Currently, demand for more hotel rooms doesn't appear to be very strong.
In the second quarter of this year, which ended June 30, Source Strategies found room nights sold downtown only reached 848,400, a mere 1.7 percent increase from the same period last year.
Statewide, room nights sold between April and May rose by 3.6 percent compared to the second quarter of 2012.
"There's some real yawning going on," Walker said. "There's no vibrancy. There's not much life to downtown San Antonio right now."
On the drawing board
Developers aren't waiting around to see how the market unfolds. They're building hotels, and more are on the way.
But when talking about supply, referring to hotels is the wrong approach, said Nick Niak, president of Baywood Hotels, a local hotel development firm. Instead, hotel brands should be taken into consideration when looking at what the market can absorb.
"It's all about brands. The market right now is ripe for certain brands," Niak said. "All the hotels should not be put in one category."
Building hotels with bigger room counts, he added, would cannibalize historic and larger hotels because they compete for the same clientele.
Niak's firm is bullish on downtown, but its decision to build there doesn't hinge on the Convention Center expansion.
"Our biggest concern is the occupancy of the Convention Center," he said. "That needs to go up. We have enough space."
Consistently booking the facility is more important for hotels with smaller room counts.
"Because if you expand and it's empty, what difference does it make?"
Baywood has developed a handful of hotels downtown. It redeveloped the South Texas Building at 603 Navarro St. into the Home2 Suites by Hilton, and the Neisner building at 409 E. Houston St. into the TownePlace Suites.
The developer already has started construction of a Hampton Inn at 411 S. Flores St., site of the historic Ace Mart Restaurant Supply building. The hotel will have about 105 rooms and is expected to open next year.
Baywood has its sights on another downtown location -- at 408 E. Houston St., where it wants to build a Hilton Garden Inn. Niak didn't disclose specifics about that project, but he said it could have as many as 120 rooms.
Projects other developers have in the works include the 146-room Hotel Pearl at the Pearl Brewery; the 131-room Wyndham Garden River North Hotel along the Museum Reach of the San Antonio River; and Comfort Suites on the western edge of downtown.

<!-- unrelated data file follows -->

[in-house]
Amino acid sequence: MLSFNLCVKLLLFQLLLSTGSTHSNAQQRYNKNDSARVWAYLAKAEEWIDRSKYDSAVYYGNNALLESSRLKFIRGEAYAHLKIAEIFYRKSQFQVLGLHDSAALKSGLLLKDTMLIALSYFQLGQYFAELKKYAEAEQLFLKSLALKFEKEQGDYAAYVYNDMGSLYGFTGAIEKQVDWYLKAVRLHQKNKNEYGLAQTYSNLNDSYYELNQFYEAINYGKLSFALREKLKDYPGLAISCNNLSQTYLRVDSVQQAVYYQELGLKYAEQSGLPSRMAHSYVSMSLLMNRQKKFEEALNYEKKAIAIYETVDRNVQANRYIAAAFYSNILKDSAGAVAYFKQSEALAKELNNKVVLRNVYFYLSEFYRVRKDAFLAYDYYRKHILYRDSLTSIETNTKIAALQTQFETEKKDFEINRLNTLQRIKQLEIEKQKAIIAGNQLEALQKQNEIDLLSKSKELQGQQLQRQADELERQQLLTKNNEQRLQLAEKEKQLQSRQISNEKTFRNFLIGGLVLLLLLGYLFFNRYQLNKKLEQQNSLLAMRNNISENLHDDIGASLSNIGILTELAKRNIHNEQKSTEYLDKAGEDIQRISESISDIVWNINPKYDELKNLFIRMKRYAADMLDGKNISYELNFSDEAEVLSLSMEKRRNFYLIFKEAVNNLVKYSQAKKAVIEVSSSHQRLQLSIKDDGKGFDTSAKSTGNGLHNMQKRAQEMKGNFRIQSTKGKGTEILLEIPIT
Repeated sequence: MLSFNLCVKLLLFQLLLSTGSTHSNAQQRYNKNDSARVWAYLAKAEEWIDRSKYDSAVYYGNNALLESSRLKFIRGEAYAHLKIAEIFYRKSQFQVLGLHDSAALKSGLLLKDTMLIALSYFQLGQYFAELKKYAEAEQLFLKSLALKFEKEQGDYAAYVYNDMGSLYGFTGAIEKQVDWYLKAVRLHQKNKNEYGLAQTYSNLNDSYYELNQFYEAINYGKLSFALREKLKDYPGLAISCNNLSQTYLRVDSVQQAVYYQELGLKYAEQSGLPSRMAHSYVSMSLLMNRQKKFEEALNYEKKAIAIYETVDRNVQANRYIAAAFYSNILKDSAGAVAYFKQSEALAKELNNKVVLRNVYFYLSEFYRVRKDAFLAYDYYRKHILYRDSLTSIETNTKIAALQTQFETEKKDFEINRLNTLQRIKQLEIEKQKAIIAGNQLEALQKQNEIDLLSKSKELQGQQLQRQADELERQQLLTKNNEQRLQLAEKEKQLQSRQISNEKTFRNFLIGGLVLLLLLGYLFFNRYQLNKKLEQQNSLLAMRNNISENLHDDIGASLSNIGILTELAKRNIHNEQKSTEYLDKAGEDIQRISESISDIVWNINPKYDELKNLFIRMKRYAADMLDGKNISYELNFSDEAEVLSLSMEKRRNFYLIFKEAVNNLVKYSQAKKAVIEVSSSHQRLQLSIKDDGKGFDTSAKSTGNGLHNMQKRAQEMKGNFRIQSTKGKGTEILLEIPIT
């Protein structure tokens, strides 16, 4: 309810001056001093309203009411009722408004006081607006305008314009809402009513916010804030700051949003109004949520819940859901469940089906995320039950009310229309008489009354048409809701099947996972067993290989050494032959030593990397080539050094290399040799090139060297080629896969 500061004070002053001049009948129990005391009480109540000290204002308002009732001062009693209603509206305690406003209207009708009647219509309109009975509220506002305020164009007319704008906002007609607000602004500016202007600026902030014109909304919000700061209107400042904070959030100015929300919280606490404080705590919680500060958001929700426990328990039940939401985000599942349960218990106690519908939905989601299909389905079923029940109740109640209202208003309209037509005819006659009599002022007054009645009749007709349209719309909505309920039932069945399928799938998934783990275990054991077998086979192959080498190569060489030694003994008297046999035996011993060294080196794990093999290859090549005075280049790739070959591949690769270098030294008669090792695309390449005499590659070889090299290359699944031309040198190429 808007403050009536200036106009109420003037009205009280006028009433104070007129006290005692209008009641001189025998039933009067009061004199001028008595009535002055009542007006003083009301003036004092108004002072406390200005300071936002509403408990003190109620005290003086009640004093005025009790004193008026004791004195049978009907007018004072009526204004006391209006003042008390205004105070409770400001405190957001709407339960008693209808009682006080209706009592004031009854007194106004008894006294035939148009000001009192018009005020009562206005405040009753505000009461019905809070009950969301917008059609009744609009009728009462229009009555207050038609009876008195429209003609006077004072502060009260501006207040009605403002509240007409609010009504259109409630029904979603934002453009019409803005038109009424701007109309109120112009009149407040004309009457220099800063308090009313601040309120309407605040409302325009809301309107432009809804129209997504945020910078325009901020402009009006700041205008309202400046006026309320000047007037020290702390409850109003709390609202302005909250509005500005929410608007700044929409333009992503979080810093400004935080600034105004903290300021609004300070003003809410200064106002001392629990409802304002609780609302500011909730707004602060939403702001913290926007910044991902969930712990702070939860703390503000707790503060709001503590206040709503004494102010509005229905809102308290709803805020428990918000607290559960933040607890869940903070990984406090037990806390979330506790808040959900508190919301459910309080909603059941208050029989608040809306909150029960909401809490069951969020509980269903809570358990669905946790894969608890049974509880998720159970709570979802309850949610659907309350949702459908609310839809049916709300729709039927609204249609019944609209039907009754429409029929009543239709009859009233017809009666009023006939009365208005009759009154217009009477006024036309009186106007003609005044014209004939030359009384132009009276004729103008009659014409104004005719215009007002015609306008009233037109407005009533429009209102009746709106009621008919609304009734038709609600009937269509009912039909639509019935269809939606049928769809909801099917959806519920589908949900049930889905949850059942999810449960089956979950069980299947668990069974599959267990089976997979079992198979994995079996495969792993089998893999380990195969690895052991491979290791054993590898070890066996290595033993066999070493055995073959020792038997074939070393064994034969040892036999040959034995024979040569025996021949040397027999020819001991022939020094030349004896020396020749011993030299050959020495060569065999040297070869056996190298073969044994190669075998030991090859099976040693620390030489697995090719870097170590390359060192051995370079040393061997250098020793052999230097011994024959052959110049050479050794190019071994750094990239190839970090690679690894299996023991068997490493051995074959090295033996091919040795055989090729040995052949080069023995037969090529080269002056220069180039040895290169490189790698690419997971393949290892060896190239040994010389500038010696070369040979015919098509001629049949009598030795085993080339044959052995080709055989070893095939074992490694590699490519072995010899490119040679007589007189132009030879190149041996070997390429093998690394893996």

Also, in the Legislature's regular session last spring, lawmakers passed a bill that set a 20 percent limit for hotel development at HemisFair Park. Developers have stressed the expansion warrants a hotel there.
A different spark
Real estate owner Ed Beck sees a different downtown project creating demand for hotels.
Beck is betting that the Tobin Center for the Performing Arts will be a bigger draw than the Convention Center.
He's looking to develop a $50 million luxury hotel -- possibly with a residential component -- along the San Antonio River, about a block away from the former Municipal Auditorium. His rationale is that performers and visitors attending shows will want to stay at a high-end hotel.
"There will definitely be, either by me or by someone else, something really nice built there," he said. "It will be a hotel that's upper end because it's needed. Look what you see around there now."
Beck didn't disclose a room count or firm construction timeline, but the retired U.S. Air Force colonel -- who said he recently bought a hotel in Bulgaria -- noted he's aiming to open a hotel by the time the Tobin Center opens late next year.
Not every location along the river, however, is primed for a hotel.
Development firm NRP Group initially planned to build a hotel, along with residential and retail space, at the Blue Star II site in Southtown. But NRP decided against a hotel there because the location was too far north to draw people from the Eagle Ford Shale and too far south to cater to tourists, said Dan Markson, a vice president with the company.
Despite all the hotel-development talk, Markson isn't convinced every project will come to fruition.
"They all won't make it," he said.
The most ambitious and controversial plan called for stacking a 500-room hotel and timeshare tower atop the historic Joske's building at Alamo and Commerce streets.